I have no difficulty supporting the call by Senator Norris for a regular debate on the economy. Perhaps it is something we could deal with at the Committee on Procedure and Privileges——
If it ever meets again.
——if we have a meeting of that body soon. I will vary Senator Norris's suggestion. I am not sure whether it would serve us to have a debate along the lines of an extended Order of Business on the subject of the economy. While it is valuable for us all to speak, very often motivated by the events of the particular day or crisis, it would be much better to have such a debate structured in a different way from the kinds of debates we have in the Seanad. I ask the Leader to consider that idea. I am not demeaning the debates in any sense, but people on the Government side are constantly complaining about the absence of alternatives from this side of the House. We are constantly stating — accurately — that the Government is failing lamentably to come forward with any kind of concrete proposals of its own.
There is a impasse in that both sides say the other is not coming forward with anything concrete. We could challenge each other to come forward in a more serious way in the course of such a debate with the kinds of proposals we in the Labour Party are developing and open them up to scrutiny in the House. Surely that would be a more useful and productive use of time rather than the opportunity, which many of us relish, to stand up for five or ten minutes and make a speech which can be unconnected in many ways to what is said on the other side. It is something which might be tabled for consideration.
I know this is a short Order of Business. It seems that much of the legislation we have been dealing with has been emergency legislation. Almost every week we are debating emergency legislation but other mainstream legislation is ongoing. I have seen the schedule for next week. The Legal Services Ombudsman Bill is due to be debated on Tuesday. That Bill has come from the Dáil, so there is some excuse for the debate on Tuesday.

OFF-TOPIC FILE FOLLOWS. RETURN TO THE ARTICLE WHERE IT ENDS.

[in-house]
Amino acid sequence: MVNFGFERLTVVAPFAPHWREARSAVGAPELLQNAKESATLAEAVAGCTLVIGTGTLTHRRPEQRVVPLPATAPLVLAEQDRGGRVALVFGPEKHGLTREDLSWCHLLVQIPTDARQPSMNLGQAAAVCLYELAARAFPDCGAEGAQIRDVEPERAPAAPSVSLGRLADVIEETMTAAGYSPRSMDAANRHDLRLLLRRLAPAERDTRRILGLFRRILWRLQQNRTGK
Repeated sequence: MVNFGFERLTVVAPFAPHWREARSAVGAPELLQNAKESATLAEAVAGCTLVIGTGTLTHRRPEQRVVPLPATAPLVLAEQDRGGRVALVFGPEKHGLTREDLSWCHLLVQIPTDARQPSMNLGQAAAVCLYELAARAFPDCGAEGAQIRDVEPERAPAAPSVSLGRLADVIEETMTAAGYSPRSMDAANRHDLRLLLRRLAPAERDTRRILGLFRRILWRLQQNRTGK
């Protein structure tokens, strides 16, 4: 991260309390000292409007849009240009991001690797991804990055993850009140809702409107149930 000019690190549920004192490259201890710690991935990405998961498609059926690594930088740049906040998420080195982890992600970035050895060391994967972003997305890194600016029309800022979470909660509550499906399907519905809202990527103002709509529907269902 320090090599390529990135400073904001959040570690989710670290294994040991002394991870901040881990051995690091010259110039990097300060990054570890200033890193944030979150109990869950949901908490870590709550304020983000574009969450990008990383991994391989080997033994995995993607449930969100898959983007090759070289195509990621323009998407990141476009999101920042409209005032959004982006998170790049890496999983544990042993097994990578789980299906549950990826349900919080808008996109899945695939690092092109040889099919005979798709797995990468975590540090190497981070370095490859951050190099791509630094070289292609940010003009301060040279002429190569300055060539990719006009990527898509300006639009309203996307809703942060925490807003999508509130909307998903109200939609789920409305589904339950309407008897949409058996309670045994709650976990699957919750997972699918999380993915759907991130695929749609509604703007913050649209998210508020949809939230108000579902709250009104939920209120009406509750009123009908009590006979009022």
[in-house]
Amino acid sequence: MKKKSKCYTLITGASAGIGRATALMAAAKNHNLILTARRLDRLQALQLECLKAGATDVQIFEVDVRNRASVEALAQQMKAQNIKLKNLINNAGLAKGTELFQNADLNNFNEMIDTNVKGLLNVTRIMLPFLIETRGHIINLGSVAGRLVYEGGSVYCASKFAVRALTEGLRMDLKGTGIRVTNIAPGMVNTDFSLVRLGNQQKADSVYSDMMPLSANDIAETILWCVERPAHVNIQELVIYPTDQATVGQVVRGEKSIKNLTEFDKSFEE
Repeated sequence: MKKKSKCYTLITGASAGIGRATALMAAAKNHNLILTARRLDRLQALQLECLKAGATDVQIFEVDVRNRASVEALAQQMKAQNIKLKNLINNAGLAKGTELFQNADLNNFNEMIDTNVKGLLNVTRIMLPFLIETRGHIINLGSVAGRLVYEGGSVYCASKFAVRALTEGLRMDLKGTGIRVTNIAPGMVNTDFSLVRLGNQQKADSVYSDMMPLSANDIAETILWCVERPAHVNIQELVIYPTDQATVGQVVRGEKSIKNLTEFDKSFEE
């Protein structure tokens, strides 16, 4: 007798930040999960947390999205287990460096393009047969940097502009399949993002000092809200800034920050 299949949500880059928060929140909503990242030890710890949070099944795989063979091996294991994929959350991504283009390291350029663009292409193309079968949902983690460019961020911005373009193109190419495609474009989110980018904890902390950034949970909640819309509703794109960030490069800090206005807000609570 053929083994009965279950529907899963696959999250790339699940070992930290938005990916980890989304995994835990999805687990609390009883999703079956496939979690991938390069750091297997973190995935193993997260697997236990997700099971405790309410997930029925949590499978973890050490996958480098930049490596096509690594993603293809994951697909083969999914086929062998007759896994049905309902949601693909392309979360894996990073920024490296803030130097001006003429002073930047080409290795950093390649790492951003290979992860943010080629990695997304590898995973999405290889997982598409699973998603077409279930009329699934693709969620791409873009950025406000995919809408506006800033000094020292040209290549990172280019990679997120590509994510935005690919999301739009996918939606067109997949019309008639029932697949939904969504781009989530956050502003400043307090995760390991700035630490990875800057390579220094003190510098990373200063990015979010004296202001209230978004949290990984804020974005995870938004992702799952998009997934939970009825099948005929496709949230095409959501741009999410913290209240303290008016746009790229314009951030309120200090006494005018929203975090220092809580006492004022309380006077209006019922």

Regarding the Adoption Bill, however, I ask the Leader not to order all Stages of that Bill for next Wednesday. It is entirely inappropriate for a Bill such as that to be approached in that manner. Perhaps it is an error and something the Leader can address because it is in the draft schedule we received. I ask the Leader not to order all Stages of such important legislation on Wednesday. By all means take Committee Stage next week but not all Stages.
On the Order of Business these days I am not sure whether we are talking about the need for a rolling debate on opinion polls or on the economy. Today's opinion poll shows the trend that was shown in two previous opinion polls and takes a snapshot of how Irish people are thinking at the moment. This House and the other House are meant to try to anticipate, describe and respond to such public feelings. We should not be having government by opinion poll. I defy anyone in the Opposition benches to name, outside of the United States where there is a new President who has a lot of goodwill directed towards him, a country where there is a popular government dealing with the circumstances that exist globally at the moment. It would be hard put to find one.
Regarding the demands for a rolling debate on the economy, if we are to have such a series of regular debates in this House, we should define it by the different aspects of the economy, such as those that deal with employment, fiscal policy and taxation, so that once or twice a week we are dealing with different aspects of the concerns that exist about the economy.
There was news today of a possible private investment in Anglo Irish Bank. I understand it is at a very early stage, but it indicates there is still a willingness, despite the difficulties within the Irish banking system and problems caused internally within that system, for people to invest privately. We should take it as a sign of where we might be going on this issue. The Government and everyone in this House should look openly towards the sharing of the risk and the better management, over time, of the risks which exist in Anglo Irish Bank and other banks as we have difficult decisions to make over the coming months.